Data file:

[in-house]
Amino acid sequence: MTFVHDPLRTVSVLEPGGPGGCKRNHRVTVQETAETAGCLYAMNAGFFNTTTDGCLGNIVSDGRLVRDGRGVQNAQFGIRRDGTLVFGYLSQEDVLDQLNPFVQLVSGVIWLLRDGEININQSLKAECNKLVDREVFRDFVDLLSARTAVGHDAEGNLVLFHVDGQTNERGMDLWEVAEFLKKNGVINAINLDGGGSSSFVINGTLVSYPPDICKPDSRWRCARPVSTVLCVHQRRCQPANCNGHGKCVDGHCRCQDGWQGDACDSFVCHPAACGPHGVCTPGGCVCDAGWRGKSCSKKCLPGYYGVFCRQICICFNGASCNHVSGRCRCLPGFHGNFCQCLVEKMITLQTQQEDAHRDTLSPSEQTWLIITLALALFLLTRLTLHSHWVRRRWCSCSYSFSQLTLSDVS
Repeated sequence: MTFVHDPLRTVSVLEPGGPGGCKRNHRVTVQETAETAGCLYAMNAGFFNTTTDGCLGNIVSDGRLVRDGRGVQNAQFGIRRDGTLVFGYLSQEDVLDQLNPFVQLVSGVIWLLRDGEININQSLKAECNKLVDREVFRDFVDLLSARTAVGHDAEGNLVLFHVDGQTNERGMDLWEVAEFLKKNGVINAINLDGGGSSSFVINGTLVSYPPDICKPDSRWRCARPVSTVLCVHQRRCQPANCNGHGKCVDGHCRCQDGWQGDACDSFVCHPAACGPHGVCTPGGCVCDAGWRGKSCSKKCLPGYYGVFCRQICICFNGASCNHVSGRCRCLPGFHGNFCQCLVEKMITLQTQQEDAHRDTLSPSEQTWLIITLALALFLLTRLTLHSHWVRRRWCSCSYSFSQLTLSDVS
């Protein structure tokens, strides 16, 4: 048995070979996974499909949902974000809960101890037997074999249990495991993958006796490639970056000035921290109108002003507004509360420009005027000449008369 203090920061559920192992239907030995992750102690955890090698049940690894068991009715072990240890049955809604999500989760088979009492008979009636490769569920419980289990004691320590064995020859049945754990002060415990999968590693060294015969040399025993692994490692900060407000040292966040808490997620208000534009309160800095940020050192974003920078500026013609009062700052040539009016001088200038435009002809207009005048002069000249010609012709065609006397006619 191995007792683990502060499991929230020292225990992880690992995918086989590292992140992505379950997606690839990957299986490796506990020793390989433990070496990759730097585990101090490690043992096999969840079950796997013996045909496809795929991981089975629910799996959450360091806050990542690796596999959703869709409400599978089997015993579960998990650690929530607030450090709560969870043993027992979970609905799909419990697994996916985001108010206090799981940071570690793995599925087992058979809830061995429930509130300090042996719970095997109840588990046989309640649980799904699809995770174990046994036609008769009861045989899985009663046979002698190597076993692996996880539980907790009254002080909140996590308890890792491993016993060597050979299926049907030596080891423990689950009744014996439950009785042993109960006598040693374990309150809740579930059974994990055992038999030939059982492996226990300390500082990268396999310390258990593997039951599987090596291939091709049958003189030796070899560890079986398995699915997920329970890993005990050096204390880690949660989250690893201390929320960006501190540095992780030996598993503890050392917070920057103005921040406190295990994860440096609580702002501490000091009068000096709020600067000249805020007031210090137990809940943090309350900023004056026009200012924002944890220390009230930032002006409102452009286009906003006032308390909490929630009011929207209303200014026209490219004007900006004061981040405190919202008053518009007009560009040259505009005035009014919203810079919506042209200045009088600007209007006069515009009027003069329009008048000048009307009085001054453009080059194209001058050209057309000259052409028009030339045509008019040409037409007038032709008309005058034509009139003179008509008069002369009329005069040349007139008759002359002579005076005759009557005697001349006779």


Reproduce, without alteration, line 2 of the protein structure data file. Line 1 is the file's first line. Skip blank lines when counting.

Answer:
Amino acid sequence: MTFVHDPLRTVSVLEPGGPGGCKRNHRVTVQETAETAGCLYAMNAGFFNTTTDGCLGNIVSDGRLVRDGRGVQNAQFGIRRDGTLVFGYLSQEDVLDQLNPFVQLVSGVIWLLRDGEININQSLKAECNKLVDREVFRDFVDLLSARTAVGHDAEGNLVLFHVDGQTNERGMDLWEVAEFLKKNGVINAINLDGGGSSSFVINGTLVSYPPDICKPDSRWRCARPVSTVLCVHQRRCQPANCNGHGKCVDGHCRCQDGWQGDACDSFVCHPAACGPHGVCTPGGCVCDAGWRGKSCSKKCLPGYYGVFCRQICICFNGASCNHVSGRCRCLPGFHGNFCQCLVEKMITLQTQQEDAHRDTLSPSEQTWLIITLALALFLLTRLTLHSHWVRRRWCSCSYSFSQLTLSDVS